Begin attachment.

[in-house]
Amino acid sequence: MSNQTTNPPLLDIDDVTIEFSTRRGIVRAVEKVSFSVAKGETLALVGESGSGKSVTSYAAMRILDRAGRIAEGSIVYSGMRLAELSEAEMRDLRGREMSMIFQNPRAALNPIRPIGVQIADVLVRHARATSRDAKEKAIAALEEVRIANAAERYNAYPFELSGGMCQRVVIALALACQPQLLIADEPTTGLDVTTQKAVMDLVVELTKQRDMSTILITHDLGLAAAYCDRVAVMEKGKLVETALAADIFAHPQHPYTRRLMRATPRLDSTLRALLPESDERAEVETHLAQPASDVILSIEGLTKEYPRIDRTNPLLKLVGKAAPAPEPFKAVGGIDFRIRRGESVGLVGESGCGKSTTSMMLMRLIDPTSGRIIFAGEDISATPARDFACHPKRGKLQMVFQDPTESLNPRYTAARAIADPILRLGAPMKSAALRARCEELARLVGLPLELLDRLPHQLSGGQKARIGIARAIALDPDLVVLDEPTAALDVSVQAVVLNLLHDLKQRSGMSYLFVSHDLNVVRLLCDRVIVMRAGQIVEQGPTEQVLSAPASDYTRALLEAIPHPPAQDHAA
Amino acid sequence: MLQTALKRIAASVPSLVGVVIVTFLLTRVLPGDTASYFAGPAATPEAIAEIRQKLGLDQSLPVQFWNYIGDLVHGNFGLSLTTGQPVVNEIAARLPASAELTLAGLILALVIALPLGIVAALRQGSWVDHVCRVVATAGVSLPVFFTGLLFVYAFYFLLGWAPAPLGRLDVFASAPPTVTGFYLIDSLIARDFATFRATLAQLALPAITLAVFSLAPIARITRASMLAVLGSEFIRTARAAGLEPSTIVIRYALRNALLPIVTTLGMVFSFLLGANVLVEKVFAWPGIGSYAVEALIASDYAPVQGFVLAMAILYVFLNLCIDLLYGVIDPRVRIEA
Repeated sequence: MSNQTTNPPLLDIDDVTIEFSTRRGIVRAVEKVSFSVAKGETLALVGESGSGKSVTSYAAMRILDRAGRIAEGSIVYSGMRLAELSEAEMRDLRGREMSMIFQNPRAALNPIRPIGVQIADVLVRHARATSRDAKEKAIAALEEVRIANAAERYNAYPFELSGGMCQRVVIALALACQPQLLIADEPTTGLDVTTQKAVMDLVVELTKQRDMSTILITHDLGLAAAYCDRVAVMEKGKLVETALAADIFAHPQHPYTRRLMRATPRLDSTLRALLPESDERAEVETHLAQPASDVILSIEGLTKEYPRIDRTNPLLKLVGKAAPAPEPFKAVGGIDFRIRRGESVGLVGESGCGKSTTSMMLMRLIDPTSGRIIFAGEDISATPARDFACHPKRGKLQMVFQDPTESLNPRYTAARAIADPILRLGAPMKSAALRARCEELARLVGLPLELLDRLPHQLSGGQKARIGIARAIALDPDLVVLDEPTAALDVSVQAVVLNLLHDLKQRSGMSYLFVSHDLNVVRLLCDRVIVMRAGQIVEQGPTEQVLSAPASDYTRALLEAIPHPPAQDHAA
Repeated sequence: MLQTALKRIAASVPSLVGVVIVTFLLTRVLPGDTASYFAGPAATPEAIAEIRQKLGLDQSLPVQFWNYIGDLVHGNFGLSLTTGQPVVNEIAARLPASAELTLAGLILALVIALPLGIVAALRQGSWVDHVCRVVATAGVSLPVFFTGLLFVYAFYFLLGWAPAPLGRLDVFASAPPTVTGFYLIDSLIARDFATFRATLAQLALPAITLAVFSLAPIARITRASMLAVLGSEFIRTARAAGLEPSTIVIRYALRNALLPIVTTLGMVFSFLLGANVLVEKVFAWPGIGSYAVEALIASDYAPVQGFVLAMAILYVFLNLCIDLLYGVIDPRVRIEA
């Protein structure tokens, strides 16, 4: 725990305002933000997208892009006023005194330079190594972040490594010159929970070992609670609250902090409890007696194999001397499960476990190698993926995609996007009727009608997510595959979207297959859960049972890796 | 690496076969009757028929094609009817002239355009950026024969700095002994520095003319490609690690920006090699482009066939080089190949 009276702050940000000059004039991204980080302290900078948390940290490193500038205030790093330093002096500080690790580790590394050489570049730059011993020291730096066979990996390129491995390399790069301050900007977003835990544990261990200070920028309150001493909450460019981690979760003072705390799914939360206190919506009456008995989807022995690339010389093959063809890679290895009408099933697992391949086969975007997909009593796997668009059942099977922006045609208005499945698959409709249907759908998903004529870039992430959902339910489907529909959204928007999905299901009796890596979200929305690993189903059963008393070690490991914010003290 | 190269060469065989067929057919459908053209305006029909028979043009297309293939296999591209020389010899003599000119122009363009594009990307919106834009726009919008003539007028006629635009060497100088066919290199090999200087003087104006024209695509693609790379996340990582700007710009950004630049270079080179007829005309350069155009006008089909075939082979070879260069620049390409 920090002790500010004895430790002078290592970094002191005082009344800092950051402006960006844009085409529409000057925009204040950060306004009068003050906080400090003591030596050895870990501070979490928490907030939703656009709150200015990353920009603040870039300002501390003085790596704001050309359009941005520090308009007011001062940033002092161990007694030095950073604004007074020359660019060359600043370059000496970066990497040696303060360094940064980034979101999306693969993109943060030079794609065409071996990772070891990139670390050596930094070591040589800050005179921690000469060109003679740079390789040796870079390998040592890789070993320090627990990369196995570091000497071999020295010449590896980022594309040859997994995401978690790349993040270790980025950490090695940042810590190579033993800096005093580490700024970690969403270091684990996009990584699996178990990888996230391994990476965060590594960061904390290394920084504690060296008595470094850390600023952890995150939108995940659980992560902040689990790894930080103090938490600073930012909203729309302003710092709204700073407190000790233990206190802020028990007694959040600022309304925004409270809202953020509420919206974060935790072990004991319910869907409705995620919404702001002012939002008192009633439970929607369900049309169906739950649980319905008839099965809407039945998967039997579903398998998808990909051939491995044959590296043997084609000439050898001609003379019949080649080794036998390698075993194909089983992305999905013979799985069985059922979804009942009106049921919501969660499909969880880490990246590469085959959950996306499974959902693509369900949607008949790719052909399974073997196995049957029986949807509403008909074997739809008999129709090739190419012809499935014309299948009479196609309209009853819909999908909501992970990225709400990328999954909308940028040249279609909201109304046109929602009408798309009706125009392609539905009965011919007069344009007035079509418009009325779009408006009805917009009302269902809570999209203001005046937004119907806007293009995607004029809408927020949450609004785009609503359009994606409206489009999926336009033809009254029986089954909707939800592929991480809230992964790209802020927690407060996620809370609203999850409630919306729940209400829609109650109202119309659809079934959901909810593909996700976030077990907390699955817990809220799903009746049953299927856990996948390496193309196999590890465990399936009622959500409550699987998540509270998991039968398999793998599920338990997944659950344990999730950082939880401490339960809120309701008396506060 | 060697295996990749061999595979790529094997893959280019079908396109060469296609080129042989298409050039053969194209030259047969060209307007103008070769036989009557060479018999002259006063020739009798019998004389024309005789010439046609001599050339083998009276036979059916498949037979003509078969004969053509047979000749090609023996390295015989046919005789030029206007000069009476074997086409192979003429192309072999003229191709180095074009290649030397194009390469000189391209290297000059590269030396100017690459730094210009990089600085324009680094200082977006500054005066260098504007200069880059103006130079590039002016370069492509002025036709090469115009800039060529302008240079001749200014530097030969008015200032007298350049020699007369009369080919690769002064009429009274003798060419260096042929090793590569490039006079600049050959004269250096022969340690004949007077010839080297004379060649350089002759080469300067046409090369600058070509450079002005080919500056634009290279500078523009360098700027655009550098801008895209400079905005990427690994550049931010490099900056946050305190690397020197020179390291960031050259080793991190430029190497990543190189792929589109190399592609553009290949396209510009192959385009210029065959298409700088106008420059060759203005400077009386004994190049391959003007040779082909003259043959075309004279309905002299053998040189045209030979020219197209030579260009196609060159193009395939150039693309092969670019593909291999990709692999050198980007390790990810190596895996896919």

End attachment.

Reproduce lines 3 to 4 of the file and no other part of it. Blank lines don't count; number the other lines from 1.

Amino acid sequence: MLQTALKRIAASVPSLVGVVIVTFLLTRVLPGDTASYFAGPAATPEAIAEIRQKLGLDQSLPVQFWNYIGDLVHGNFGLSLTTGQPVVNEIAARLPASAELTLAGLILALVIALPLGIVAALRQGSWVDHVCRVVATAGVSLPVFFTGLLFVYAFYFLLGWAPAPLGRLDVFASAPPTVTGFYLIDSLIARDFATFRATLAQLALPAITLAVFSLAPIARITRASMLAVLGSEFIRTARAAGLEPSTIVIRYALRNALLPIVTTLGMVFSFLLGANVLVEKVFAWPGIGSYAVEALIASDYAPVQGFVLAMAILYVFLNLCIDLLYGVIDPRVRIEA
Repeated sequence: MSNQTTNPPLLDIDDVTIEFSTRRGIVRAVEKVSFSVAKGETLALVGESGSGKSVTSYAAMRILDRAGRIAEGSIVYSGMRLAELSEAEMRDLRGREMSMIFQNPRAALNPIRPIGVQIADVLVRHARATSRDAKEKAIAALEEVRIANAAERYNAYPFELSGGMCQRVVIALALACQPQLLIADEPTTGLDVTTQKAVMDLVVELTKQRDMSTILITHDLGLAAAYCDRVAVMEKGKLVETALAADIFAHPQHPYTRRLMRATPRLDSTLRALLPESDERAEVETHLAQPASDVILSIEGLTKEYPRIDRTNPLLKLVGKAAPAPEPFKAVGGIDFRIRRGESVGLVGESGCGKSTTSMMLMRLIDPTSGRIIFAGEDISATPARDFACHPKRGKLQMVFQDPTESLNPRYTAARAIADPILRLGAPMKSAALRARCEELARLVGLPLELLDRLPHQLSGGQKARIGIARAIALDPDLVVLDEPTAALDVSVQAVVLNLLHDLKQRSGMSYLFVSHDLNVVRLLCDRVIVMRAGQIVEQGPTEQVLSAPASDYTRALLEAIPHPPAQDHAA